Also, state legislatures in multiple states have been busy creating exemptions for those who have religious objections to same-sex marriage.
In Arkansas, House Majority Leader Ken Bragg, a Republican, said his legislature is examining its options.
“We refuse to simply shrug our shoulders and abandon basic principles that have guided our country successfully for the past 239 years,” he said in a statement. “We will work with other conservative leaders in our state and across the nation, strengthen the bonds of unity, and explore all available options. That certainly includes increased legislative protections for our First Amendment freedoms to exercise religion.”
Lawmakers in other states, including Florida, Kentucky, Michigan, Ohio, Utah and Wisconsin, also are considering legislation.
Many supporters of traditional marriage argue public sentiment is strongly against the Supreme Court’s mandate. Voters in 31 states in recent years having adopted legislation defining marriage as the union of one man and one woman.
The following WND map reveals how “same-sex marriage” spread in the United States. Red regions are where it came through popular vote, green where the legislatures took action, and the rest was where it arrived through judicial decree:
Many Christian organizations have promised enduring opposition, and a political action committee has been established.
The Restore Marriage PAC is trying to muster a convention of states to amend the Constitution to “enable states to quash” the Supreme Court’s decision, according to the Express News in Texas
“Most Americans think that since the Supreme Court decision allowing same-sex marriage, the issue is settled. It is not,” said the PAC’s founder, Ammon J. Taylor.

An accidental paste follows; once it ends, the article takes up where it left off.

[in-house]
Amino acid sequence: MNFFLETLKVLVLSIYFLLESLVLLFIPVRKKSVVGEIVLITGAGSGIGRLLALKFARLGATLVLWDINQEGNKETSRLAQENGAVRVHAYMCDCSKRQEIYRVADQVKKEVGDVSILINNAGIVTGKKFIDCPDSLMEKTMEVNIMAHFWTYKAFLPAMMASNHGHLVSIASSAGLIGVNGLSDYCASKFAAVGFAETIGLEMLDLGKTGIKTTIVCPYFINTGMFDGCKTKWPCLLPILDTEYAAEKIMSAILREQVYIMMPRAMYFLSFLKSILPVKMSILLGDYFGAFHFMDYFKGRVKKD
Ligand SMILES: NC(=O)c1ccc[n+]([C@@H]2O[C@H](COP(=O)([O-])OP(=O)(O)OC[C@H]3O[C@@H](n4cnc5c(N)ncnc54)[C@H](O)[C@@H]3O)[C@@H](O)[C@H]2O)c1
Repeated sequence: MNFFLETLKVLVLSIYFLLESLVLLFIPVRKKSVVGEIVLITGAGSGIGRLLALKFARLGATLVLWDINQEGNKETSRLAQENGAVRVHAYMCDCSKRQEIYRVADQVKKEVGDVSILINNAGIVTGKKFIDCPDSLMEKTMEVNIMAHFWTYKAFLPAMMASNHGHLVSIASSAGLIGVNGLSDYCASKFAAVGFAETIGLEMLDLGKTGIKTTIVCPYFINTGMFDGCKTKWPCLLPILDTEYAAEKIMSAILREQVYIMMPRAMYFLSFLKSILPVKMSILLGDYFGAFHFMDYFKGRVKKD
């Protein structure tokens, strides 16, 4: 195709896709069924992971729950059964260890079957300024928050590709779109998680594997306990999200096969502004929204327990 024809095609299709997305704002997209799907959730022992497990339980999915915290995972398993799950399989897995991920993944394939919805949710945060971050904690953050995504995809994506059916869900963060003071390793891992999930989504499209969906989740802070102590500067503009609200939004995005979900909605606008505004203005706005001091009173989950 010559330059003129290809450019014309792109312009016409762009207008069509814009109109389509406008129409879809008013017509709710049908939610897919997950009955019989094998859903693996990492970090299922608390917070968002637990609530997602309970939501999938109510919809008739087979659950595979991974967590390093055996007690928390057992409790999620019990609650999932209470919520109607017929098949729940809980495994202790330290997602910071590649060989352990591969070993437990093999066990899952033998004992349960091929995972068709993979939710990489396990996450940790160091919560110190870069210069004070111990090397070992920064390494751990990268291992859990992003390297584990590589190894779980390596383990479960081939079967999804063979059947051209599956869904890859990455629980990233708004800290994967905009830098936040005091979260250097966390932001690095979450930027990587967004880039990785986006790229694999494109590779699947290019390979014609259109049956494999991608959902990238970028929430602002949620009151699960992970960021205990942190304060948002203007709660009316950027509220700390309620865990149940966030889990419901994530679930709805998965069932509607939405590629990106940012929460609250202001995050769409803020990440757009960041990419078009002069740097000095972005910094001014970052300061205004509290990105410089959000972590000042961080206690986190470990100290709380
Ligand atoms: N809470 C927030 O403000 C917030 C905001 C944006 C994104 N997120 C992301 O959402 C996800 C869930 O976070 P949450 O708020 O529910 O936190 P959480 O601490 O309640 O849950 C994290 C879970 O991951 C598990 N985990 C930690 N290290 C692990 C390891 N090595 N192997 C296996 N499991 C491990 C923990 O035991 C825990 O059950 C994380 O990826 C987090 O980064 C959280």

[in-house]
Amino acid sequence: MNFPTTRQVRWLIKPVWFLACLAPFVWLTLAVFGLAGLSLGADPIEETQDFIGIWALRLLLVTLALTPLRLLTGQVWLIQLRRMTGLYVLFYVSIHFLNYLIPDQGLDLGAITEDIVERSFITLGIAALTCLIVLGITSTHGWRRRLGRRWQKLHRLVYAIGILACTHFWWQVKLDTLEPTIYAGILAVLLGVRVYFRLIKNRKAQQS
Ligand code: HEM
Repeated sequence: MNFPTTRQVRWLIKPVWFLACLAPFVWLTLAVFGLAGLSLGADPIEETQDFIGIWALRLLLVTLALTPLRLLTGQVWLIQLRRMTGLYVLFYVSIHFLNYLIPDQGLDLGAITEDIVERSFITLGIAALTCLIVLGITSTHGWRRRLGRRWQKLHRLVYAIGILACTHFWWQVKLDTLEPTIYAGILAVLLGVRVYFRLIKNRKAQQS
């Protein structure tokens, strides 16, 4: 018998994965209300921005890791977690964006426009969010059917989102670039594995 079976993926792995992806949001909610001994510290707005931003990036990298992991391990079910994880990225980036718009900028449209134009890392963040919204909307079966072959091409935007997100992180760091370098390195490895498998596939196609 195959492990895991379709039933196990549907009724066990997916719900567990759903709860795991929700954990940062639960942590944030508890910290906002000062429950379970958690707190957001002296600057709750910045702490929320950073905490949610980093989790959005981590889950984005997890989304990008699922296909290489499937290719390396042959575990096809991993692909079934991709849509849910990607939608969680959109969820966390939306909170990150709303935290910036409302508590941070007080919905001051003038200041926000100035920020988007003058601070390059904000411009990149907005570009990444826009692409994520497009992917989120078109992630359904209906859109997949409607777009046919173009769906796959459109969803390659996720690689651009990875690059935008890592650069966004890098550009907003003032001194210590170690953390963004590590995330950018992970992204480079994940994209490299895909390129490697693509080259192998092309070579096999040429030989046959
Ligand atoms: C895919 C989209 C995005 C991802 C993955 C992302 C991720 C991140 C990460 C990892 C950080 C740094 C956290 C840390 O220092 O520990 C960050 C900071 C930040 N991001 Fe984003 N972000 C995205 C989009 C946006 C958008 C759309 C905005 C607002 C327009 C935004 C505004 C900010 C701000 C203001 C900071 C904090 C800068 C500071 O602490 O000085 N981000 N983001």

Obergefell’s reaction came after more than 400 conservatives rallied in support of Davis.
The National Conference of State Legislatures said the Obergefell case “has been both celebrated and condemned.”
“The court relied on the 14th Amendment’s Due Process and Equal Protection clauses in its opinion.”
There has been resistance from some candidates for the GOP nomination for president, too.
Former Arkansas Gov. Mike Huckabee said, “The Supreme Court has spoken with a very divided voice on something only the Supreme Being can do – redefine marriage. I will not acquiesce to an imperial court any more than our Founders acquiesced to an imperial British monarch. We must resist and reject judicial tyranny, not retreat.”
He continued, “The Supreme Court can no more repeal the laws of nature and nature’s God on marriage than it can the law of gravity.”
Texas Attorney General Ken Paxton noted the Obergefell decision “stops at the door of the First Amendment and our laws protecting religious liberty.”
While the dissenting justices in Obergefell didn’t advocate any specific action, their words were certainly cause for alarm for those who don’t subscribe to “same-sex marriage” advocacy.
Chief Justice John Roberts warned, “Today’s decision, for example, creates serious questions about religious liberty. Many good and decent people oppose same-sex marriage as a tenet of faith, and their freedom to exercise religion is – unlike the right imagined by the majority – actually spelled out in the Constitution.”
He continued, “The majority graciously suggests that religious believers may continue to ‘advocate’ and ‘teach’ their views. … The First Amendment guarantees, however, the freedom to ‘exercise’ religion.”
Justice Antonin Scalia was more blunt.
“This practice of constitutional revision by an unelected committee of nine, always accompanied (as it is today) by extravagant praise of liberty, robs the people of the most important liberty they asserted in the Declaration of Independence and won in the Revolution of 1776: the freedom to govern themselves.”
Justice Clarence Thomas said the majority decision simply “threatens the religious liberty our nation has long sought to protect.”
“Had the majority allowed the definition of marriage to be left to the political process – as the Constitution requires – the people could have considered the religious liberty implications of deviating from the traditional definition as part of their deliberative process,” he wrote.